RFA:
RCRA Site Assessment. An assessment required by RCRA to identify potentialand actual releases of hazardous chemicals.

RfD:
[see reference dose]

Risk:
The probability that something will cause injury or harm.

Risk reduction:
Actions that can decrease the likelihood that individuals, groups, or communities willexperience disease or other health conditions.

Risk communication:
The exchange of information to increase understanding of health risks.

Route of exposure:
The way people come into contact with a hazardous substance. Three routes ofexposure are breathing [inhalation], eating or drinking [ingestion], or contact withthe skin [dermal contact].

Safety factor:
[see uncertainty factor]

SARA:
[see Superfund Amendments and Reauthorization Act]

Sample:
A portion or piece of a whole. A selected subset of a population or subset of whatever isbeing studied. For example, in a study of people the sample is a number of people chosenfrom a larger population [see population]. An environmental sample (for example, a smallamount of soil or water) might be collected to measure contamination in the environmentat a specific location.

Sample size:
The number of units chosen from a population or an environment.

Solvent:
A liquid capable of dissolving or dispersing another substance (for example, acetone ormineral spirits).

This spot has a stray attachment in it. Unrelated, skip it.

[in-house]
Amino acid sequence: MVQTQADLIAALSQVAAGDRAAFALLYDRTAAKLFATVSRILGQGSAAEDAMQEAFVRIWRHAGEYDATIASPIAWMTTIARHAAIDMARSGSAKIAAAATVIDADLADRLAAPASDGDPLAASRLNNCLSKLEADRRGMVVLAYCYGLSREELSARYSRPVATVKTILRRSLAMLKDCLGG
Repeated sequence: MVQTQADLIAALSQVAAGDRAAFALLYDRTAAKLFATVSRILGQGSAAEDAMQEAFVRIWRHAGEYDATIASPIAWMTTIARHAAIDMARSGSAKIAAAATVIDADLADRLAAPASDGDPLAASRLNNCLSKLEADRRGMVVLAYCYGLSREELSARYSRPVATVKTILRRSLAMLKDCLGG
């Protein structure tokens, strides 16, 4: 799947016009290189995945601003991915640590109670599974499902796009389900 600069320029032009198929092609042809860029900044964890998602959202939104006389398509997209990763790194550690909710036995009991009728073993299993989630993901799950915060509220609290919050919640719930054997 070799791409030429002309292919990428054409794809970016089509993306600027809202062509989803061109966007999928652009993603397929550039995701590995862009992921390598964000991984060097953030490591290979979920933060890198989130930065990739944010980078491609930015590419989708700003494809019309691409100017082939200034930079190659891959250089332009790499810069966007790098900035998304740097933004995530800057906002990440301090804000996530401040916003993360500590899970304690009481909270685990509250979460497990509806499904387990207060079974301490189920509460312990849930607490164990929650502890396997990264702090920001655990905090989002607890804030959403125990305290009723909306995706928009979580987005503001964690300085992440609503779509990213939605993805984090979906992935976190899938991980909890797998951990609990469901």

Source of contamination:
The place where a hazardous substance comes from, such as a landfill, waste pond,incinerator, storage tank, or drum. A source of contamination is the first part of anexposure pathway.

Special populations:
People who might be more sensitive or susceptible to exposure to hazardoussubstances because of factors such as age, occupation, sex, or behaviors (forexample, cigarette smoking). Children, pregnant women, and older people areoften considered special populations.

Stakeholder:
A person, group, or community who has an interest in activities at a hazardous waste site.

Statistics:
A branch of mathematics that deals with collecting, reviewing, summarizing, andinterpreting data or information. Statistics are used to determine whether differencesbetween study groups are meaningful.

Substance:
A chemical.

Substance-specific applied research:
A program of research designed to fill important data needs for specific hazardoussubstances identified in ATSDR's toxicological profiles. Filling these data needswould allow more accurate assessment of human risks from specific substancescontaminating the environment. This research might include human studies orlaboratory experiments to determine health effects resulting from exposure to agiven hazardous substance.

Superfund: